“The video speaks for itself. He was not disorderly in the traditional sense of disorderly conduct. He disagreed with an erroneous ruling, he was right to disagree,” 67th District Court Judge Vikki Bayeh-Haley said. “His reaction in not leaving and requiring an escort delayed the meeting so that was the violation.”
Bayeh-Haley said Mays has to appear in-person for his first probation meeting, then after that it can be over the phone. He is also allowed to leave the state during this period.
Attorney Michael Gildner, who represented the City of Flint in the case against Mays, said that he hopes this case will alter the councilman’s behavior at meetings.
“I don’t see any purpose in punishing him, and that’s not what this case is about,” Gildner said. “It’s not to punish Mr. Mays, it’s to try to alter his behavior because the City of Flint would benefit greatly.”
Gildner said he hoped that the judge would “hang some jail time over his head.”
According to Michigan law, Mays’ charge is a misdemeanor punishable by not more than 90 days in jail or a $500 fine.
“I don’t think Mr. Mays can point to a single thing that his behavior in this meeting or his behavior in city council meetings in general, has brought about a tangible benefit to his ward or the city,” Gildner said.
He added his hope is that Flint’s city council would be able to have professional, business-like meetings.
After the sentencing, Mays said things went well.
“The judge knew that I had the right to sit in my seat, I had the right to return to my seat,” he said. “She knows and the court knows that the council was wrong.”
Mays said he plans to continue following council rules and to hold the newer council members accountable. He also said he was “appalled” by the statements Gildner made regarding his time on city council.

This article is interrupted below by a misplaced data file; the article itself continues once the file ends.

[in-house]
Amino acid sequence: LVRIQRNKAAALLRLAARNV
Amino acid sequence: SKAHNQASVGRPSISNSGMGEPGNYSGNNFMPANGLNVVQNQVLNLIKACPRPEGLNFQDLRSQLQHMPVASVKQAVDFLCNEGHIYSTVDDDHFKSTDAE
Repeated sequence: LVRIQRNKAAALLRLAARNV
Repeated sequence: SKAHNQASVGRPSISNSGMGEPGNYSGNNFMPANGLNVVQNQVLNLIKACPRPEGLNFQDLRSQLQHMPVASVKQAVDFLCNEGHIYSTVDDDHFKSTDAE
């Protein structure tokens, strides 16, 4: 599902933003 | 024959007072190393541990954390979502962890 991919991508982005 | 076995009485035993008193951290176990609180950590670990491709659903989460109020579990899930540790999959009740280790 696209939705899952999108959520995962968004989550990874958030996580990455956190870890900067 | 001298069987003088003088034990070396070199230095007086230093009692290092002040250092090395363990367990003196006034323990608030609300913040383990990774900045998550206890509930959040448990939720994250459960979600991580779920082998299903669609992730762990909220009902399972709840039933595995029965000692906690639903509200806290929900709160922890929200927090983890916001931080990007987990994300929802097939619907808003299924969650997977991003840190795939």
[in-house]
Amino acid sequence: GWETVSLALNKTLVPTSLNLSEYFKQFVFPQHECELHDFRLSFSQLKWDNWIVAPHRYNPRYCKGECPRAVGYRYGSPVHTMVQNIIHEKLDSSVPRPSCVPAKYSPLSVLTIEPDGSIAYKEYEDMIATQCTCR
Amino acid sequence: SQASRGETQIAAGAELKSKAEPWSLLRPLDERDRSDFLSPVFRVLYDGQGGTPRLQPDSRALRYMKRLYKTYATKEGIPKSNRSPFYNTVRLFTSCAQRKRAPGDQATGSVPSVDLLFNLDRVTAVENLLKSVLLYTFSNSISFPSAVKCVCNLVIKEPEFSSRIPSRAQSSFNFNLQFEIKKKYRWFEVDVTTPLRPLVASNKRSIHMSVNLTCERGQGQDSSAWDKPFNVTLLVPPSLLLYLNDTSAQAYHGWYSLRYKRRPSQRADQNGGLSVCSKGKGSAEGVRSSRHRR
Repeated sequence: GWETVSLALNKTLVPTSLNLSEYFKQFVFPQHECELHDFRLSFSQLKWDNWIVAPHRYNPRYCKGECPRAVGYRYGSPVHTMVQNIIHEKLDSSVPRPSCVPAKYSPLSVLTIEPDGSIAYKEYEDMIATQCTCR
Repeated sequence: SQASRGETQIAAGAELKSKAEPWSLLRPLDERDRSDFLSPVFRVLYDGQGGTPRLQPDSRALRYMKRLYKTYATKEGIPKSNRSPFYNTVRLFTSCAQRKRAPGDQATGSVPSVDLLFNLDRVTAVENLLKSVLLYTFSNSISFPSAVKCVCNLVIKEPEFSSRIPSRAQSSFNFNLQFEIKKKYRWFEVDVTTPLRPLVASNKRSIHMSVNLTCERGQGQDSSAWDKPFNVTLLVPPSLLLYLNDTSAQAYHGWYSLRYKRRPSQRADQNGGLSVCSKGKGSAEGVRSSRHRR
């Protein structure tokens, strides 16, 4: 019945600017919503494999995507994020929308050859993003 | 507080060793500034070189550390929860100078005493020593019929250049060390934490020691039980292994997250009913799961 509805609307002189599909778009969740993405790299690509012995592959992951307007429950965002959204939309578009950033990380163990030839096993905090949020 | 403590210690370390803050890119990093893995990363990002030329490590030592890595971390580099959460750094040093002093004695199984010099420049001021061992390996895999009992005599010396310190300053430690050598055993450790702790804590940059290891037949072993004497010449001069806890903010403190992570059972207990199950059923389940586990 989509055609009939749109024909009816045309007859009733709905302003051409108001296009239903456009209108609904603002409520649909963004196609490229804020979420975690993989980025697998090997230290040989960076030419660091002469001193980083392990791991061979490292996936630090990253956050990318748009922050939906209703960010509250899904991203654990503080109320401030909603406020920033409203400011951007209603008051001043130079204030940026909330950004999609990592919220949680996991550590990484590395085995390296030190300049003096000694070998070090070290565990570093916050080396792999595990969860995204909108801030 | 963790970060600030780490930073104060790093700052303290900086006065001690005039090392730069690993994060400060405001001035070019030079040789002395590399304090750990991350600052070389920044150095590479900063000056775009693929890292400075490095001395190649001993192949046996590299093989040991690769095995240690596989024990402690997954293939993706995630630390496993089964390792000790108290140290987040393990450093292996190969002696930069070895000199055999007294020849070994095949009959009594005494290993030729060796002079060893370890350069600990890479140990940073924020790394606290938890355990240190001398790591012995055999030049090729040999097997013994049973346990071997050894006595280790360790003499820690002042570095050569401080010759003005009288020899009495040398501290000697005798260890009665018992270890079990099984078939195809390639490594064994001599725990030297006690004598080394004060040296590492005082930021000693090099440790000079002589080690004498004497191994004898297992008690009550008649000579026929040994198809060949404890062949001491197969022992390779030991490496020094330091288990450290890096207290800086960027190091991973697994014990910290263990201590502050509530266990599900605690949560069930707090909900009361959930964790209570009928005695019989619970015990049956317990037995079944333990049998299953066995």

“I’m appalled that he would stand in open court and make such outrageous and erroneous statements toward my work,” he said.
Mays’ attorney, Ken Scott, said Mays’ conflict with other councilmembers comes from all of the money in Flint not being spent on the First Ward, which Mays represents.
“I don’t blame him, judge, for standing up and fighting for the poor people in his ward,” Scott said.
Bayeh-Haley also made comment on Flint’s city council before she issued the sentencing.
She said she doesn’t think the city councilmembers, all of whom testified in the trial, understand the rules of the meetings.
After giving the sentence, Bayeh-Haley said she thinks city council could benefit from meeting process classes.
“But I don’t have jurisdiction over them,” she said.
Ruled a fair trial
Prior to the sentencing, Scott spoke, suggesting that the case was a mistrial because of false testimony given by multiple councilmembers regarding council rules and what happened at the meeting.
“The prosecution has an affirmative duty to correct false testimony,” Scott said.
Gildner said the testimonies from City Council President Allie Herkenroder and Councilwoman Judy Priestley were just a misunderstanding.
“I think we can assume that there was a good faith dispute or misunderstanding between Ms. Herkenroder and the defendant about whether he was granted permission (to leave the council meeting),” Gildner said.
He said that regardless of those testimonies, the case was not about whether or not Mays had permission to leave the meeting initially. He said it was instead about the fact that once Mays returned and was asked to leave by Herkenroder, Council voted to affirm that he should leave and Mays proceeded to stay until he was arrested.
Ultimately, Bayeh-Haley denied Scott’s motion for a mistrial, saying that even though false testimony was given, the jury had the opportunity to view the video and the council’s rules, both of which show what happened and how the rules work. Therefore, she ruled that Mays did have a fair trial.